for organizing the militia; in other woods, to provide for forming into military organizations the arms-bearing people of the respective States. Had the Constitution given Congress the power to organize the militia without other qualifying words, it would have had the power to appoint the officers to command them, or to authorize the President to appoint them, as they cannot be organized without officers. The language is, however, very guarded. Power is given to Congress to provide for organizing that which was then in existence without effective organization-the militia or arms-bearing people of the States. When Congress has provided for the organization and the States have organized the militia, Congress may authorize the President to employ them, or part of the, in the service of the Confederate States; but in that case the States expressly reserve to themselves the right to appoint the officers to command them, and Congress cannot, without usurpation, exercise that power itself or confer it upon the President. But suppose I adopt the definition of the term "militia" insisted upon by those who differ from me; the result is the same. In our correspondence upon the constitutionality of the conscript act the President says: "The term 'militia' is a collective term, meaning a body of men organized. "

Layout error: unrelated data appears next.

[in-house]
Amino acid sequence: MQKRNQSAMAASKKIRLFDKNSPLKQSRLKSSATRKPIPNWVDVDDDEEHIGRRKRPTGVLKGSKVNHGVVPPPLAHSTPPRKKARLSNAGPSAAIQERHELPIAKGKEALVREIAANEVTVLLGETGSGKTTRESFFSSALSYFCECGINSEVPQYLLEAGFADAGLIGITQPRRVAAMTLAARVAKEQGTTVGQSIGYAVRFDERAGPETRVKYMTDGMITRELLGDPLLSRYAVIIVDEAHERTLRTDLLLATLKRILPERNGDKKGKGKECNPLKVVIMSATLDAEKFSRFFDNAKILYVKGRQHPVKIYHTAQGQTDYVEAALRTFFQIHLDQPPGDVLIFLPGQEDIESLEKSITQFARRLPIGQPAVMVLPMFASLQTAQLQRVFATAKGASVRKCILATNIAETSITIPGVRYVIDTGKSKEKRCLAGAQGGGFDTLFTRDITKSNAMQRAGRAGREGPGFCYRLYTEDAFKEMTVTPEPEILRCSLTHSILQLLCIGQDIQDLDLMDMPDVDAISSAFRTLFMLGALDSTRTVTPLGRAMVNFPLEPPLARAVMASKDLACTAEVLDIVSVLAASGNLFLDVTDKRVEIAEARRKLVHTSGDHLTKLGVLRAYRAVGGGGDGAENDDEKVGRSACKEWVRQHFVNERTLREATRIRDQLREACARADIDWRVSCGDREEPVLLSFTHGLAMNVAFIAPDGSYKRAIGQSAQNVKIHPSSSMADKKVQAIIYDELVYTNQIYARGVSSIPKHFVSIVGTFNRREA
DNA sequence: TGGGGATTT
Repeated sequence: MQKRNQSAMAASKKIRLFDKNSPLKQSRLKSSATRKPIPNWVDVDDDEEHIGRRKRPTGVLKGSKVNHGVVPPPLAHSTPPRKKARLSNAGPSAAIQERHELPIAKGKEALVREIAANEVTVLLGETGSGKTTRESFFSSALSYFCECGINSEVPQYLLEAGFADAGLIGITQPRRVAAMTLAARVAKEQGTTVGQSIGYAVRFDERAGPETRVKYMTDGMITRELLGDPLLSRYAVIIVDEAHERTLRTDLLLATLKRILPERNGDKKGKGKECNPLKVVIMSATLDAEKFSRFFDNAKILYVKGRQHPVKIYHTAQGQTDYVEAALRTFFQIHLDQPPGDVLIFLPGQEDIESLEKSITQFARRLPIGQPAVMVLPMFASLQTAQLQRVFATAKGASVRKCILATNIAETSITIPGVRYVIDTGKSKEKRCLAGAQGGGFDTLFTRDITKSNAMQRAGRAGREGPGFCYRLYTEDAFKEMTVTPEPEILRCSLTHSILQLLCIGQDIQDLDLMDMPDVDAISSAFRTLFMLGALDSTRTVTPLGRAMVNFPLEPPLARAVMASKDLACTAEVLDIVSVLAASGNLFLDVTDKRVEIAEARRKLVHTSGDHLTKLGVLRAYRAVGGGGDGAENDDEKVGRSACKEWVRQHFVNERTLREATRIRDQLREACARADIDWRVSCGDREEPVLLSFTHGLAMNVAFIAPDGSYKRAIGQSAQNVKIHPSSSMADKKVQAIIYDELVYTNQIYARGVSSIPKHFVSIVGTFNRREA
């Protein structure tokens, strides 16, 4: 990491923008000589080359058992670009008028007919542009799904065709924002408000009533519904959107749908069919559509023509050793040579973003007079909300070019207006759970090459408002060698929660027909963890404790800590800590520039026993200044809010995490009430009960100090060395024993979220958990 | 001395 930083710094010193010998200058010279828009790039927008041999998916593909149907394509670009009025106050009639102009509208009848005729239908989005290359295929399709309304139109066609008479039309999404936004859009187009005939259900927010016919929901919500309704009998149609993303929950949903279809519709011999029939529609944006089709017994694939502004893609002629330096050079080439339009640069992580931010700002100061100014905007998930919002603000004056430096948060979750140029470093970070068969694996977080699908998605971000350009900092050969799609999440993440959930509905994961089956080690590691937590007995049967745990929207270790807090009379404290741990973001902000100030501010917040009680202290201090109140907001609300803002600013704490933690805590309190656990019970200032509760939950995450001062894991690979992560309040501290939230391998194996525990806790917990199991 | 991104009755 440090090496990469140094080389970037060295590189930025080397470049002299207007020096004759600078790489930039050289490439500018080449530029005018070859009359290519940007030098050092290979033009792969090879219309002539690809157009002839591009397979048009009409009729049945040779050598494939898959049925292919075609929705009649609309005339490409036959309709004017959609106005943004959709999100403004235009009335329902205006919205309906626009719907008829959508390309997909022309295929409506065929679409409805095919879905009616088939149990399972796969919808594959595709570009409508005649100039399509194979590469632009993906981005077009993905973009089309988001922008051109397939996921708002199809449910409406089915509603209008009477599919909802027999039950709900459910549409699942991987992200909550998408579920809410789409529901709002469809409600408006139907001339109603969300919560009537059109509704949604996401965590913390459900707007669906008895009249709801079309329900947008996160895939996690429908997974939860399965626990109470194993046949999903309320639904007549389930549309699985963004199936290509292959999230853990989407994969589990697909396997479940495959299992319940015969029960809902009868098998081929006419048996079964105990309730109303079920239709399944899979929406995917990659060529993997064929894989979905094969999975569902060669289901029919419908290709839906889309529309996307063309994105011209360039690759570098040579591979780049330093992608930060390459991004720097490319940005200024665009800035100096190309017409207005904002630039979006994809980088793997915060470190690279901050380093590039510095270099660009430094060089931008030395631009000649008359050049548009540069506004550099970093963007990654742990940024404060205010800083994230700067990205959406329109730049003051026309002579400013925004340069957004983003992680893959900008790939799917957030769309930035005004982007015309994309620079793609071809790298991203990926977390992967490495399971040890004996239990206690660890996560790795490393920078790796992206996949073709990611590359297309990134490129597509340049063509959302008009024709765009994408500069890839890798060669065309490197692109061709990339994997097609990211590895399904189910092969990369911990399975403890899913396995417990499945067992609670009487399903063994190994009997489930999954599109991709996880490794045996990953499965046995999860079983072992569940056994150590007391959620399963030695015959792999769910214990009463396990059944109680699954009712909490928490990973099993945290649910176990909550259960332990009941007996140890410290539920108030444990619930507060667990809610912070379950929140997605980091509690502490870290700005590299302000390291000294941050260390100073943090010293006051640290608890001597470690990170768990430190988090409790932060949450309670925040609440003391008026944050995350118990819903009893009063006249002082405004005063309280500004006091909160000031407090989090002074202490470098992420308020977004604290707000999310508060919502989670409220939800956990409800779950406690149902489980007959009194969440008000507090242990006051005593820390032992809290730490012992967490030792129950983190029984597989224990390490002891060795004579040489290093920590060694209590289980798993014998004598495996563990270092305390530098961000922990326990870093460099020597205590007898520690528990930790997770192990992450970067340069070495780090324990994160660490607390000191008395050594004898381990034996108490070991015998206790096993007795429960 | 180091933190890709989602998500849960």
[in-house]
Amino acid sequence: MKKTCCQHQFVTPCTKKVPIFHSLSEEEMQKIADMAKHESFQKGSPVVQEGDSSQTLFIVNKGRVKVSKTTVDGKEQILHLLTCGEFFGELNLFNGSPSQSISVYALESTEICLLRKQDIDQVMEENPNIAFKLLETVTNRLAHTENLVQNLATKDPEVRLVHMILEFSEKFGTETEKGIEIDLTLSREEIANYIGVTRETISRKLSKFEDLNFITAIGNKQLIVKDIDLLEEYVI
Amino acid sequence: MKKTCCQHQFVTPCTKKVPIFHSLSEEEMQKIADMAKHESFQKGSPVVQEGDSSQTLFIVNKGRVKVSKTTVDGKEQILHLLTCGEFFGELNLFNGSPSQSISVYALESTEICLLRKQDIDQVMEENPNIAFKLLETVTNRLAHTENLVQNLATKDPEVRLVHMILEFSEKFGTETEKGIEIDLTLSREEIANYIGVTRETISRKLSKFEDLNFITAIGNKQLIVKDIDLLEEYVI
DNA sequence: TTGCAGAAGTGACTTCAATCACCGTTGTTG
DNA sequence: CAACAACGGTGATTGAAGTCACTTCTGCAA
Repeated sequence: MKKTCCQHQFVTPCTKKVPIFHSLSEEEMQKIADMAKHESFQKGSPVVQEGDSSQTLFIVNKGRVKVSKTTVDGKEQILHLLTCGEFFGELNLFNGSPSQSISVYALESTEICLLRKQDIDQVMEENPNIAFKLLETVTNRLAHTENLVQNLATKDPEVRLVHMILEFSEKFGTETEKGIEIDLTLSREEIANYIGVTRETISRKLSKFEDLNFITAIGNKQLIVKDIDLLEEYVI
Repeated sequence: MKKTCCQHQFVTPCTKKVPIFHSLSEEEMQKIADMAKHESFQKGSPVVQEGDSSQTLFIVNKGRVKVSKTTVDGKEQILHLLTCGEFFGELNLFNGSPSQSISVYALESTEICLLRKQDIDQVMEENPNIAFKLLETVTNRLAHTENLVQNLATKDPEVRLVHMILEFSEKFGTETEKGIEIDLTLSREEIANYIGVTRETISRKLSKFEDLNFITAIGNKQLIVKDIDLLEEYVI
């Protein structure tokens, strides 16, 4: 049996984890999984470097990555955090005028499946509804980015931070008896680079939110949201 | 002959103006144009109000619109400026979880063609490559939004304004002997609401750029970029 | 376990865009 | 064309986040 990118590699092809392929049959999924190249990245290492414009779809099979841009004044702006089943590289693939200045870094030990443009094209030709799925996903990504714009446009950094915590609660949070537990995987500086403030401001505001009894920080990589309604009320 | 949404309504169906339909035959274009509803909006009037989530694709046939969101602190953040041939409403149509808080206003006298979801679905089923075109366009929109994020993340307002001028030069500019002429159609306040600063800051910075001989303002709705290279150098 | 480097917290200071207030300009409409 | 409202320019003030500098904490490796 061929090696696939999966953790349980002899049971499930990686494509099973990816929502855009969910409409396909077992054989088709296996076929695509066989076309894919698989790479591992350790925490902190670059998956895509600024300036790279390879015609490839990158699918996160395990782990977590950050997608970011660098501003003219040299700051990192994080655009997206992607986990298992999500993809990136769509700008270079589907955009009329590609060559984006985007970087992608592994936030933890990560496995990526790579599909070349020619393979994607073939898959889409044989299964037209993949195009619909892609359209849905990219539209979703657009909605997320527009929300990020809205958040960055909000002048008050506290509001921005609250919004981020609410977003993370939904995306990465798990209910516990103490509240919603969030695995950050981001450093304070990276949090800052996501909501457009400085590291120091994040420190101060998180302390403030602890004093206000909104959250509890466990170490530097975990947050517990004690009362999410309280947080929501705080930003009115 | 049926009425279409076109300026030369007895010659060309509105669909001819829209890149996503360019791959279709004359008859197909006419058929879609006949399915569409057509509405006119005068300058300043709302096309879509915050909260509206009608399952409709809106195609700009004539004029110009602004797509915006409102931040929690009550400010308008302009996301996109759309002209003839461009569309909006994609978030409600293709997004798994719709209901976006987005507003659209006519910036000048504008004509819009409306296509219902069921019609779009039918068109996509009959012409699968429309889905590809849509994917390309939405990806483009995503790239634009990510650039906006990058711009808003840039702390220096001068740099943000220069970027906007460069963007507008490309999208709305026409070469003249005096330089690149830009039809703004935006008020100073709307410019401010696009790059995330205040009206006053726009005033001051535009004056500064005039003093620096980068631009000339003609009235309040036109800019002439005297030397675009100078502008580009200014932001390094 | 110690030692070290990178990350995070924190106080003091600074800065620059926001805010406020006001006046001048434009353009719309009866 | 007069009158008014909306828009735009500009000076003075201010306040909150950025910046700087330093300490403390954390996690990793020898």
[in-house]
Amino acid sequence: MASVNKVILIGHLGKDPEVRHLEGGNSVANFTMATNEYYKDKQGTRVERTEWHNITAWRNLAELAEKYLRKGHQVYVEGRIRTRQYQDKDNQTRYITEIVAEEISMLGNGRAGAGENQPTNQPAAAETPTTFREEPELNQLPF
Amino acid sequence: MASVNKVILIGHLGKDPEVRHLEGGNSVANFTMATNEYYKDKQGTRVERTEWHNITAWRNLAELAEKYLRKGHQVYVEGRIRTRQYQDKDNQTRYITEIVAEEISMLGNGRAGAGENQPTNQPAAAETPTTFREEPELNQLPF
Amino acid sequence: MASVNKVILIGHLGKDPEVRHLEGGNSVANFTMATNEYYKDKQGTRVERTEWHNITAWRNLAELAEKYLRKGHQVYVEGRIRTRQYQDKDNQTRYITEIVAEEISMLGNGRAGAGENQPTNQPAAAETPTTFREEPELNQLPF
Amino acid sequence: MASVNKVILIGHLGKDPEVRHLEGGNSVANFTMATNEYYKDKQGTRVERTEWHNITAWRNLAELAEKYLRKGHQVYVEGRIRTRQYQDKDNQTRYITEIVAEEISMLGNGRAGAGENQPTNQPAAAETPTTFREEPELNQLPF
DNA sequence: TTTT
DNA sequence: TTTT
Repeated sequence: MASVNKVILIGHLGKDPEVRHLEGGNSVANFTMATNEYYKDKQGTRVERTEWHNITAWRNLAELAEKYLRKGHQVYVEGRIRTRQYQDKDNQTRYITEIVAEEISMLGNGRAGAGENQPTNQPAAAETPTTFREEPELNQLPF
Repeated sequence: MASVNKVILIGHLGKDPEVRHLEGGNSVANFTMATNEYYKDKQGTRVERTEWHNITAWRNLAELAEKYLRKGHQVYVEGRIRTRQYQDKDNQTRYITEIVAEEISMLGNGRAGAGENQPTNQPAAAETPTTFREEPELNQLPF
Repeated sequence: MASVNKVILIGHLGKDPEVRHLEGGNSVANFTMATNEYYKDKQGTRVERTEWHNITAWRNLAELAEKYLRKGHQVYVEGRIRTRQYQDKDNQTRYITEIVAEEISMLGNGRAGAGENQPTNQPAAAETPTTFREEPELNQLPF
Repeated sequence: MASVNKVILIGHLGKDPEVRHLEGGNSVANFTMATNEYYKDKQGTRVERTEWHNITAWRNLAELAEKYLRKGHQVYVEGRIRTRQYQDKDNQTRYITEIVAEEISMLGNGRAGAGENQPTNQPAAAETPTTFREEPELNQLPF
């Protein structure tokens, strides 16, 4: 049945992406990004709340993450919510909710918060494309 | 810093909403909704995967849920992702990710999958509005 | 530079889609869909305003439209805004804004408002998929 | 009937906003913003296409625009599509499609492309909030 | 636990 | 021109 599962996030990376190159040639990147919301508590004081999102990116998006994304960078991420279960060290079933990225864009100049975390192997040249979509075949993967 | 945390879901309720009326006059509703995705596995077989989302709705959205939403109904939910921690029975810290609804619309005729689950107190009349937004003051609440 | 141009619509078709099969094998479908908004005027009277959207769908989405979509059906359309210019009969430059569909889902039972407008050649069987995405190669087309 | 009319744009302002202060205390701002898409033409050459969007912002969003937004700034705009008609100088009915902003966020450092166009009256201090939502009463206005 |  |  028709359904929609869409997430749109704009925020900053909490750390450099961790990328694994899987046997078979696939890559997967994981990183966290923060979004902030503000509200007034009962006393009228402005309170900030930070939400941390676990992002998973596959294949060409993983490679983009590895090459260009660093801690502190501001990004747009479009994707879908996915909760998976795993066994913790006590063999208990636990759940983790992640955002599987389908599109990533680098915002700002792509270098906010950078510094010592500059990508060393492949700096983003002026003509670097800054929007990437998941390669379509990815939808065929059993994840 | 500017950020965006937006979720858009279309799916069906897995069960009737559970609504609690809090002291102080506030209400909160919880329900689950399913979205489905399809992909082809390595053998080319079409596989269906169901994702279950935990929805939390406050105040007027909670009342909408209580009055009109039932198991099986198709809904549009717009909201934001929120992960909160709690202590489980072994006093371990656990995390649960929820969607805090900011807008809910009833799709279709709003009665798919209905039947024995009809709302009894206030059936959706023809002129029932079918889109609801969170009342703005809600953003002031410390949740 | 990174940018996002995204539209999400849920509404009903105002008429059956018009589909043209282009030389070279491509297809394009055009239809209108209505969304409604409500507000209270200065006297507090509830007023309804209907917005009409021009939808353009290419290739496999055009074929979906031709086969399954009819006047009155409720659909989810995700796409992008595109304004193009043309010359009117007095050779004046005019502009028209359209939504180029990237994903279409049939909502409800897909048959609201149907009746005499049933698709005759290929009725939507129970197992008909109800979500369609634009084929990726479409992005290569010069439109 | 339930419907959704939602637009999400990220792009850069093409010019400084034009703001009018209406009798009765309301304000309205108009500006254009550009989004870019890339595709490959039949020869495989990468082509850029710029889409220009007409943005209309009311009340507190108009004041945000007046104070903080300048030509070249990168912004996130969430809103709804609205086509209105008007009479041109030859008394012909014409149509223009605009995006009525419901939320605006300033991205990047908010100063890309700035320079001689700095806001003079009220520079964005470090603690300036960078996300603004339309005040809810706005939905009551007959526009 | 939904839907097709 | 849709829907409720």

In February, 1862, the President made a requisition upon me under the act of Congress of 23d January, 1862, for twelve regiments of troops, to be employed in the service of the Confederate States. I proceeded under the laws in existence at the time to organize the regiments called for. The Fifty-first Regiment was tendered as one of the twelve, and with the other eleven, and several additional regiments which offered their services as volunteers, was accepted by the President as organized and officered by the State. This regiment when tendered was therefore an organized body of men taken indiscriminately from the arms-bearing people of the State, who tendered their services, and were accepted by the president as a body of men organized by the State, or as militia, according to his own definition. The right of the State to appoint the officers, which she does upon the election of those to be commanded, was distinctly recognized in the organization of the regiment. If the State possessed this right, then how has she lost it since? If it is her right to appoint the officers when the regiment is organized, how does she lose the right when a vacancy is to be filled? But the case does not rest here undoubted as were the State's rights under the Constitution. Before this regiment and the others called for at the same time were formed I wrote Mr. Benjamin, then Secretary of War, upon this question, that the reserved rights of the State and of her troops might be distinctly recognized to avoid any misunderstanding in future. In his reply of 16th of February, 1862, after the requisition had been made, and before the regiments were organized, Mr. Benjamin said: "I will add that the officers from the regiments called for from the State under the recent act of Congress are, in my opinion, to be commissioned by the Governor of Georgia, as they are State troops tendered to the Confederate Government. " This opinion of the Secretary of War was communicated to the troops, and they were assured by me that they had the right to elect all the field and company officers by whom they were to be commanded while employed in the service of the Confederate States. With this assurance from the Secretary of War and the Governor of their State they volunteered and entered the Confederate service with the officers elected by them. Aside from this constitutional right, here was a fair contract between them and the